And this optimism is enhanced by recent opinion polling around the states showing that Labor is starting to fall out of favour with the electorate, particularly in NSW, where it has clearly had enough of the endless mismanagement of public services under the scandal-wracked ALP government.

In last year's election campaign Labor successfully attacked the Howard government for failing to listen to the concerns of the community. The conservatives will now turn this back on to Rudd by accusing him of adopting a "government knows best" philosophy that discourages freedom of choice and enterprise.

Launching a new book by Anne Henderson on conservative political pioneer Enid Lyons recently, shadow treasurer Malcolm Turnbull flagged a strategy focusing on freedom as an across-the-board benchmark for Liberal policy development.

"Our vision of government is to enable and to empower," Turnbull said. "Labor's is to direct and command." This sounds simplistic but Rudd's presidential style of leadership and his preoccupation with the micromanagement of government may well have the electorate wondering whether it made the right decision last year after all.
Australia needs strong leadership to address the shocking education outcomes inflicted on our children for the last 20 years, the challenge and opportunity of rising powers in the region such as India and China and the rising cost of energy that is already hurting hardest those who are least able to afford it.

Australia's go it alone attitude to addressing the non-issue of climate change is a prime example of how far out of touch with community attitudes Rudd is, let alone reality. It seems that he prefers to pander to European and United Nations institutions than do what is right for Australia.

In Kevin Rudd we do not have that strength of leadership. Unfortunately, he does not understand how limited his ability is and that will be to the detriment of all of us.

(Nothing Follows)


Myrddin Seren said...

Hi Jack,

If memory serves, the Whitlam experience was characterised by all the Old Comrades finding themselves in power at last and running around pursuing all sorts agendas pent up for years and busting loose. Many of said decisions were a train wreck.

The situation to date seems to be an absence of significant decisions and a very tight leash on the Cabinet and ministers by the PM. Don't quite know how he has got them all buffaloed into submission - but Comrade Julia seems to be strongly supportive of centralisation of all power in the Inner Circle - funny that ?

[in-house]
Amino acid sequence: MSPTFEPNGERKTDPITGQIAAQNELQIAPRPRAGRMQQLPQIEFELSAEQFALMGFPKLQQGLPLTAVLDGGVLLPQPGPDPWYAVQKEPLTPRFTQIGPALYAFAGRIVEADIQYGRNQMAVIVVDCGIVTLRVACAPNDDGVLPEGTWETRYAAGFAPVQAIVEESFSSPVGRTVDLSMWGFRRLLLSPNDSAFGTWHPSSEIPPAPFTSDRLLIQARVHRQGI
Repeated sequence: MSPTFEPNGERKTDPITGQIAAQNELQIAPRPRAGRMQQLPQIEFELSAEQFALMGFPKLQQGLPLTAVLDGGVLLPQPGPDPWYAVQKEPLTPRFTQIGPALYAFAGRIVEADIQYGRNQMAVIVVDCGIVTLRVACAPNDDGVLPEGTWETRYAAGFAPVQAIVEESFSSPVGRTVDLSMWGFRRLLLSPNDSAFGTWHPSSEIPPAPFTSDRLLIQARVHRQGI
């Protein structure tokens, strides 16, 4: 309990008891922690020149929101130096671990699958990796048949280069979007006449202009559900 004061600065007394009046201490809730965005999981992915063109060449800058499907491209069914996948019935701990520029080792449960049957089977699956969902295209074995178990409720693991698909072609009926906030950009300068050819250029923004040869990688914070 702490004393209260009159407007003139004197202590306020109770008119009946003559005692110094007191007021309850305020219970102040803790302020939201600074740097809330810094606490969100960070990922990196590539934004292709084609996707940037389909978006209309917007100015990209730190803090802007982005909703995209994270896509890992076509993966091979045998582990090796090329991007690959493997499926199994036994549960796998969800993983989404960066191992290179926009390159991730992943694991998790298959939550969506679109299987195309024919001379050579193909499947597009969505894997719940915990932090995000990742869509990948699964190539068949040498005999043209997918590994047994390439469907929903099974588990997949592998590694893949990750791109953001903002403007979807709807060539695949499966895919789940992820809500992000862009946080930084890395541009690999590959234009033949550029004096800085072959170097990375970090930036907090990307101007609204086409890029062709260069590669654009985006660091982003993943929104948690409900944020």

But of course the cry these days is that it ain't a valid theory without peer review. How about these observations ?:

"He ( Rudd ) has adopted the Peter Beattie model of never missing a photo opportunity or a chance to mould the daily media agenda. He has set himself the goal of wiping the Tories off the electoral map at the next poll".

Source: Mark Latham in the AFR.

Now whilst some may argue Latham is a sour-grapes peer, a peer of Rudd he is none the less. And I believe Latham wanted that top job just as badly as KR did, and that Latham as well had a vision to consign the Coalition to political oblivion for a generation or more. He just parachuted into the Labor leadership a bit too early in the timetable and bit off more than he could chew.

Hence I propose that Latham's analysis is solid peer review and that we can propose that becoming PM is KR's chief end in itself and he will seek to hang on to the job for grim death. As part of which he will focus his strategy on removing the Coalition as a political threat for any foreseeable future.

As a result he could well become as ratings driven and inward looking as Grodon Brown in the UK - a veritable whirlwind of activity with nothing actually happening.

So the greater risk may not be overtly destructive policies, but an absence of policy implementation of any material substance - good, bad or indifferent.

Jack Lacton said...


The Old Comrades, once they got some power, certainly buggered things good and proper.

The situation now is very similar to Gough's first six months in which he did almost all of the policy work.

One thing that most people are unaware of is that in the last couple of years of Whitlam the US government had to scale back what intelligence they were sharing with us, as the government was leaking like a sieve. It took many years to recover from that.

miriam sawyer said...

Jimmy Carter was intelligent? Jimmy Carter meant well?

Carter never met a dictator he didn't like. He is responsible for the prominence of Arafat and the ascendancy of Mugabe. JimmY Carter went to North Korea and cut a deal which was contrary to official government policy. He thinks he is a law unto himself.

He is eaten up with false humility and envy of his successors.